First, trapshooting is a Minnesota State High School League activity; second, they have enough evidence to believe it will be a sustainable activity; and third, it is a conference activity, with only two of the 10 Mississippi 8 schools not offering trapshooting.
Bearing these considerations in mind, Superintendent Jim Johnson asked board members on Monday evening to vote on allowing trapshooting to become a school-sponsored sport at the high school level beginning in the spring of 2014.
Johnson said students would have to provide their own guns to be part of the team, would need to have passed a firearms safety course and would be forbidden to have their guns on school property, in keeping with current policies.
He also said participating students and their parents would be well-informed about the rules involved and the consequences of breaking them, and they would need to sign forms annually to acknowledge that they know about and will abide by these rules.
Johnson said that parents and other community members have stepped up and volunteered to be advisers for the new sport, and these volunteers would need to undergo training as well. There will be one adviser for every 10 participants.
A recent lunch hour sign-up showed that as many as 90 students in grades 9-12 are interested in participating in trapshooting as a school sport.
Johnson said a few of these students are spring athletes who will be able to participate both in trapshooting and their regular spring sport, but most interested students are not currently involved in school-sponsored athletics. Board members expressed excitement at the prospect of reaching and engaging a subset of the student population that isn’t currently involved in the school outside of the classroom.
Trapshooters, like any other sport, will be able to receive a letter and will appear in the yearbook, he said.
“It’s the fastest growing sport, even ahead of lacrosse, in Minnesota right now, and the majority of the schools are adding it because of that,” said Activities Director Gary Revenig. “They are getting students excited and involved that aren’t typically in sports right now.”
Both the Monticello Sportsman Club and the Monticello Rod and Gun Club have expressed an interest in hosting the trapshooting team for their competitions. Students would be able to shoot locally, without the need for travel, until the state tournament level.
Boardmember Jim Lindberg was the first to voice his reservations about combining guns and school-sponsored activities, and he ended up being the board’s sole dissenting vote on this measure.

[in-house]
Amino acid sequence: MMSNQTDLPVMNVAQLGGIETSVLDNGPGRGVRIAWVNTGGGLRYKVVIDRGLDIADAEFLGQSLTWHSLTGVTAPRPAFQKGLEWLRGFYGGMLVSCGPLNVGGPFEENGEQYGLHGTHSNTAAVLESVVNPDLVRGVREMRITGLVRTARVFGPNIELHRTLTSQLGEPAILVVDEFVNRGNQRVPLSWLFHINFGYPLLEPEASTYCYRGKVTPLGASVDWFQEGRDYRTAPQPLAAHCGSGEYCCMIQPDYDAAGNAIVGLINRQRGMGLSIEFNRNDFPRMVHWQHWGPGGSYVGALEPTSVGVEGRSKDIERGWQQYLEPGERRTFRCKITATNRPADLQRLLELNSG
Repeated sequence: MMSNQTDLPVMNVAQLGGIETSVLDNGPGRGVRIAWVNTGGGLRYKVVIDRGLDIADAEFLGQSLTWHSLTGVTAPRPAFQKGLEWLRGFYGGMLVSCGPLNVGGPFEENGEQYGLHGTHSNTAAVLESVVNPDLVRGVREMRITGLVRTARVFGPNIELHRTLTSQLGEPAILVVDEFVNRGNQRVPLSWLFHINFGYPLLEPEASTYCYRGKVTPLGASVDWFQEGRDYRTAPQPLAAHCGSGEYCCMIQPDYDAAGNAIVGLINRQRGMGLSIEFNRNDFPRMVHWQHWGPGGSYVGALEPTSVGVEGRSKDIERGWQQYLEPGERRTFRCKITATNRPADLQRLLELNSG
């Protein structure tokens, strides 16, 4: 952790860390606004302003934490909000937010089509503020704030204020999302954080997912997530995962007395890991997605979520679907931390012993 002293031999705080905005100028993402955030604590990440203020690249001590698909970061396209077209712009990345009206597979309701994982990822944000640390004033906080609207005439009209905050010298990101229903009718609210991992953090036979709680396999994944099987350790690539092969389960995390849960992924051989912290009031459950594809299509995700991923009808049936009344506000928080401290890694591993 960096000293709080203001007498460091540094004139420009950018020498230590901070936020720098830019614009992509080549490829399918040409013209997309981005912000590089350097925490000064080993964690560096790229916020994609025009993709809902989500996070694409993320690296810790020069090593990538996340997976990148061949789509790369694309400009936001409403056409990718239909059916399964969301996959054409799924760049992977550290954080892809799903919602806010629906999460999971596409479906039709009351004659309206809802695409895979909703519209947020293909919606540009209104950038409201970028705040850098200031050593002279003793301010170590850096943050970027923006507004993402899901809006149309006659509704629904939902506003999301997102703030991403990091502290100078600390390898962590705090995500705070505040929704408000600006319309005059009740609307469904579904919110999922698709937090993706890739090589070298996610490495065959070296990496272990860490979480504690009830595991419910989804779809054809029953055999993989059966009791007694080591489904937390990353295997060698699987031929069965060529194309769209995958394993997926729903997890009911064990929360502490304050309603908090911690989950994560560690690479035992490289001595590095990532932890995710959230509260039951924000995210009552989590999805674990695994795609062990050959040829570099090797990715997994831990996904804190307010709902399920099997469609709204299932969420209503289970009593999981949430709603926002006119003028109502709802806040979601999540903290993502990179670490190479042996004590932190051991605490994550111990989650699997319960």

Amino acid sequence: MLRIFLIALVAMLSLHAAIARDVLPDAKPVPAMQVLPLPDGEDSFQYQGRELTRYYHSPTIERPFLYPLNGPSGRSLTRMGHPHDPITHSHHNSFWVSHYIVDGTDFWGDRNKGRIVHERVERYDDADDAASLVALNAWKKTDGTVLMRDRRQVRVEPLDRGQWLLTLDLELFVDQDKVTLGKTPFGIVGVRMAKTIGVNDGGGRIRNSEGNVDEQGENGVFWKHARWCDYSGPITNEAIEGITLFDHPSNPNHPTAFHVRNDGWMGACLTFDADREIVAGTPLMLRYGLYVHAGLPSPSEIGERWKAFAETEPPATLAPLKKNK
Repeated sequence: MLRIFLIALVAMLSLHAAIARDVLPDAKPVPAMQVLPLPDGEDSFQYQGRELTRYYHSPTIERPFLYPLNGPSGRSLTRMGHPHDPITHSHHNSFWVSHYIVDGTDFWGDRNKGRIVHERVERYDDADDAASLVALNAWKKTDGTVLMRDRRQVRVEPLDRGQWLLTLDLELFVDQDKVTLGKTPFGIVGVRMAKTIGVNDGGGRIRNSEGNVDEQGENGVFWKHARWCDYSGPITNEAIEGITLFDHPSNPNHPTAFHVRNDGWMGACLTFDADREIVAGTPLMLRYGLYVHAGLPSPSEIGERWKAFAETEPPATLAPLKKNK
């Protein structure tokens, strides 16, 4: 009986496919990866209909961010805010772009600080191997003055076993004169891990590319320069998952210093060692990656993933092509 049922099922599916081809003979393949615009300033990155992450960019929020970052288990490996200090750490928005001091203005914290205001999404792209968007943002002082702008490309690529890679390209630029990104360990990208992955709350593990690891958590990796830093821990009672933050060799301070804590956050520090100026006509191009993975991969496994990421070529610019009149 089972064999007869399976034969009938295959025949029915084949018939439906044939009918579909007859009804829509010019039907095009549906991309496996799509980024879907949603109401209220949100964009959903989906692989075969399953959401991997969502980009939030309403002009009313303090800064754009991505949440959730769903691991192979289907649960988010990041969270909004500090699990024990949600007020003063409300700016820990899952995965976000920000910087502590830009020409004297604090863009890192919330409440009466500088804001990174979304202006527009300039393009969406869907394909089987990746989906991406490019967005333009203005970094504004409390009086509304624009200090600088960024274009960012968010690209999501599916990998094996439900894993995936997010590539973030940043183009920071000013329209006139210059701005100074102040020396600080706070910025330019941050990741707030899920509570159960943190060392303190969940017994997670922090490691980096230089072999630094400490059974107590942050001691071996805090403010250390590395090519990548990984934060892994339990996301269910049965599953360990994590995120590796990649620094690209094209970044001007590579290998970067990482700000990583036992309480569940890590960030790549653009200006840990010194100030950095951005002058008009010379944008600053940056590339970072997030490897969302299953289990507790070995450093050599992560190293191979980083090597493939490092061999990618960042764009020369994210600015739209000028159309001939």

Lindberg said he didn’t like to see guns associated with the school in any way, and said he disagreed with the high school league for approving it as a school sport to begin with.
“I just personally don’t believe it should be a school sport,” Lindberg said.
Boardmember Jeff Hegle countered that if a student wanted to bring a gun into the school they would find a way to do it, no matter if the school offers trapshooting or not. Other board members acknowledged this fact, bringing up past school shootings around the nation that had no connection to trapshooting leagues.
But he and fellow board member Liz Leitch-Sell thought trapshooters’ conduct should be held to a higher standard due to the nature of the sport. Scott Hill disagreed, saying all students and student athletes need to be held to the same high standards and that trapshooters shouldn’t be singled out.
“A bad tweet is a bad tweet, whether it’s a football player, a trapshooter or a basketball player,” Hill said. “Our school rules are the same for every student that walks through the doors, and I’m hearing this group of students being singled out tonight when that isn’t done for others.”
Hill said he could see a situation where a student in a hurry could mistakenly bring a gun onto school grounds in their vehicle, and that is where he said students and parents need to be well-informed of the consequences that trapshooters, or any other student, would face even in the case of an accident.
Board members Hill, Leitch-Sell and Jill Bartlett said they appreciated Lindberg’s comments and could agree with much of what he said, but they also voiced their support for adding trapshooting while calling on the school to take all necessary precautions to make sure all school safety rules are followed.
“I want kids to participate and develop their passions in a way that is safe,” Leitch-Sell said. “It does make me uneasy, but I will support this for the students.”
“I can’t say I support guns, but I absolutely support providing an opportunity for kids as long as it’s done safely,” Bartlett added.
For his part, Johnson said the school district’s purpose is to teach, and he feels this new opportunity represents an opportunity to reach out to kids and to provide a teachable moment.
“We know that the more connected kids are, the better chance they have of doing well academically and the better chance that they will find success once they leave our schools,” he said. “The connection with school brings them into our building, and there are a lot of great kids who are interested in being involved in this.”
Published: December 15, 2013
The Monticello Times